With another winter of energy price hikes and allegations of “Libor-like” fixing of wholesale gas prices, is it not time to investigate the limitations of private utilities running our energy supplies? Murad Qureshi AM (Labour, Londonwide) investigates
This week I visited a food bank in Peckham, south east London, with my London Assembly health and environment committee colleagues. While there I heard the tragic story of a single mother who has been driven to rely on the food bank to feed her and her children, because of the increasing cost of keeping her family warm.
Last month her energy supplier hiked the cost of her energy by six per cent. In the flurry of price rises announced in October, this was rather moderate, with energy companies such as EDF (the biggest supplier of energy to Londoners) hiking prices by 11%.
This is against the backdrop of sustained energy price inflation, where over the past two years energy bills soared by a massive £200 a year, contributing to the cost of living crisis now afflicting millions of families across the UK.
National Energy Action estimates that for every one per cent increase in energy prices, 40,000 customers are dropped into fuel poverty nationally. The Mayor believes more than 560,000 London households are fuel poor.
This is incredibly important. Fuel poverty accounts for well over 3,710 excess winter deaths in London per year and the ailments associated with inadequate heating costing the NHS some £850 million annually. Energy company price hikes incur a high cost for society and the public purse. Yet, the decisions to hike prices prioritise the need for operators to make a profit above the appalling social cost.
At a London Assembly health and environment committee meeting earlier this month I questioned EDF and British Gas about their energy pricing policy. Both admitted the need to make a profit, despite thousands of Londoners being pushed into fuel poverty.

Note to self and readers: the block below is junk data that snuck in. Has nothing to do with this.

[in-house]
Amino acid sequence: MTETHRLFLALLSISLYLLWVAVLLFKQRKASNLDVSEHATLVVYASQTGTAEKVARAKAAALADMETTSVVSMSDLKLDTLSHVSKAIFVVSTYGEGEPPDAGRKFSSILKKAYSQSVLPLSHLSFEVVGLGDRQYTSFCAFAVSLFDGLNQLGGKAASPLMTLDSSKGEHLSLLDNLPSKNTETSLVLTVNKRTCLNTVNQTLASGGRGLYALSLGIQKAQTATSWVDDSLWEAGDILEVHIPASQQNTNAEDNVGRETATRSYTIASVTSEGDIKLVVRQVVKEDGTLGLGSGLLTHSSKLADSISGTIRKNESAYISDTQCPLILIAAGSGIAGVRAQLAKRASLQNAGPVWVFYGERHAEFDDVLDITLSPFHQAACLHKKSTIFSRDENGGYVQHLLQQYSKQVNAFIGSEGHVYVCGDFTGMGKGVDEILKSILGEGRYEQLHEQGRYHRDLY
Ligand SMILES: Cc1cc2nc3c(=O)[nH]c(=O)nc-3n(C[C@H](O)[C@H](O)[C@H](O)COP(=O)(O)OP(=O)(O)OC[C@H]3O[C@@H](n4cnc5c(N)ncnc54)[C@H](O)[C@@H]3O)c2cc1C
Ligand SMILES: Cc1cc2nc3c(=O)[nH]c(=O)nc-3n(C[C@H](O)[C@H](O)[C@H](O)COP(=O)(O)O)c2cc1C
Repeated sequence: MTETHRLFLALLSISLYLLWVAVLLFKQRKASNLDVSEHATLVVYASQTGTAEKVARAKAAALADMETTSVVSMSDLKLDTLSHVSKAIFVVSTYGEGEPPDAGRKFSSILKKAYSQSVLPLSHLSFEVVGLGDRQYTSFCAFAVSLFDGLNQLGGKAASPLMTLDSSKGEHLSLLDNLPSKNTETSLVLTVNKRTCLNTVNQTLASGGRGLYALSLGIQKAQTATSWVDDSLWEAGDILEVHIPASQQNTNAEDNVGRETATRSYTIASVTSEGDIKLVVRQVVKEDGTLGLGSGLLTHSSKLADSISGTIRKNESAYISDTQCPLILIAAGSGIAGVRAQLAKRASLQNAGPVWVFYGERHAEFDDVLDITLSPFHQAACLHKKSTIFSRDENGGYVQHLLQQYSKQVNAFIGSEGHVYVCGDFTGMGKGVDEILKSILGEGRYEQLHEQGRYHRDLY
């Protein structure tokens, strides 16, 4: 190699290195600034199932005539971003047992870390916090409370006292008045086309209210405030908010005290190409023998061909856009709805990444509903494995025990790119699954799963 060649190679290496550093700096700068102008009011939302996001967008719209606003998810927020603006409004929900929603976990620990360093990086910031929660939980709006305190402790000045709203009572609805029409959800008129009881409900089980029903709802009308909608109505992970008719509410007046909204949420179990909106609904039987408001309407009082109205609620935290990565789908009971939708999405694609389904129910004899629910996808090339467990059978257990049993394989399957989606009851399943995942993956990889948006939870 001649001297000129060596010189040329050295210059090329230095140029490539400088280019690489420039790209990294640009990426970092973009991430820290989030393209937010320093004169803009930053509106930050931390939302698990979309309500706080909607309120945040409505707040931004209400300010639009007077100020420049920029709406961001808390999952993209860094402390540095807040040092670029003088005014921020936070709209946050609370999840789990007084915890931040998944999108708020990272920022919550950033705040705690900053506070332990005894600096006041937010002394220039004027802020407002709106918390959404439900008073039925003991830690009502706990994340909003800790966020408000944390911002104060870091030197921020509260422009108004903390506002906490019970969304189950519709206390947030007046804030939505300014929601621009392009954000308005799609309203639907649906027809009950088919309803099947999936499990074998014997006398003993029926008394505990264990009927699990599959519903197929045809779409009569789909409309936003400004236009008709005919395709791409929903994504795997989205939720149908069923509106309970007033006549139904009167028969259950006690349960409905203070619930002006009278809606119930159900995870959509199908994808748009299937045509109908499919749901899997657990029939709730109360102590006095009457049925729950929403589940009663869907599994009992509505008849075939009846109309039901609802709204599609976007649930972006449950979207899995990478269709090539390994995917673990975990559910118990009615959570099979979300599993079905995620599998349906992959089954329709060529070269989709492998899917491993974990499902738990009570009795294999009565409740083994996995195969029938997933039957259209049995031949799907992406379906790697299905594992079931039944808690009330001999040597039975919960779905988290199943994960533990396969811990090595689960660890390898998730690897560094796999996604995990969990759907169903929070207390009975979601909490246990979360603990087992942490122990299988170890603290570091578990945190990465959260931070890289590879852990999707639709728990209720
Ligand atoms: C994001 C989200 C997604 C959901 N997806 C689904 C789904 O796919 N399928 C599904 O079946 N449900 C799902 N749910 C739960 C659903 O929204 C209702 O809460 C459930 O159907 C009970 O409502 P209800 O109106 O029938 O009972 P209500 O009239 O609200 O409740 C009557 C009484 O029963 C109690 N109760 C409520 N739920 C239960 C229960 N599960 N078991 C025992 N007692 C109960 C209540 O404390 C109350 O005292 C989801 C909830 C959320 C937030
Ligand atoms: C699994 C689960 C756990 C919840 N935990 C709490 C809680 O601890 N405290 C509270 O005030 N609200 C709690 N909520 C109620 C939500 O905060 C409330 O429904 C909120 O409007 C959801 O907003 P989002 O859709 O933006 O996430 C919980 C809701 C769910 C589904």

British Gas told me:
“…we had to increase prices, we have to make a profit, we are a commercial organisation. We do only make five per cent profit and we have maintained that five per cent for many years.”
That “five per cent profit” was £345 million over the first half of this year alone.
There is something hugely inequitable with a system where private utility suppliers are free to hike prices in this way at a time when the public is struggling to make ends meet.
Energy companies hold customers over a barrel for services essential to our basic sustenance, prioritising operating profits over basic public needs. It is not unreasonable to suggest there should be an energy market model in place, which does not force low-income households to choose between heating and eating.
I also questioned EDF about the difference between energy prices in France, where customers have seen just a 2% increase, and the UK, where customers have been hit with an 11% price hike. While stating the presence of nuclear energy in France has produced some stability in French wholesale energy prices, the response pointed directly to the fact EDF, in the UK, is a private, profit-making, company. This is very different to their status in France.
To rub salt into the wound, EDF was a high profile corporate sponsor (‘sustainability partner’) of London 2012. Yet almost immediately after the games EDF has slammed huge price hikes on UK customers.
The difference in energy price rises from the same supplier across different European countries must be looked into by our counterparts in the European Parliament, as a matter of European competition policy. Furthermore, if the “Libor-like” fixing of wholesale gas prices are confirmed by the investigations of the FSA and OFGEM, it really will shine a light on the flawed private utilities model.
EDF told me:
“Yes, so we had to raise our prices recently, as the other energy companies have. It was unavoidable unfortunately due to rising wholesale costs as well as social and environmental obligations on energy companies.”
That the wholesale market is potentially corruptible should be a cause for concern. But if the energy providers are shown to have exploited this, then where does this leave the private utility market?
As things stand, our immediate short term hope is for a mild winter.
In the long term, we should look again at whether the interests of consumers are best served by the private utilities model and weak regulatory system that is unable to prevent extortionate price hikes that ignore the impact on households.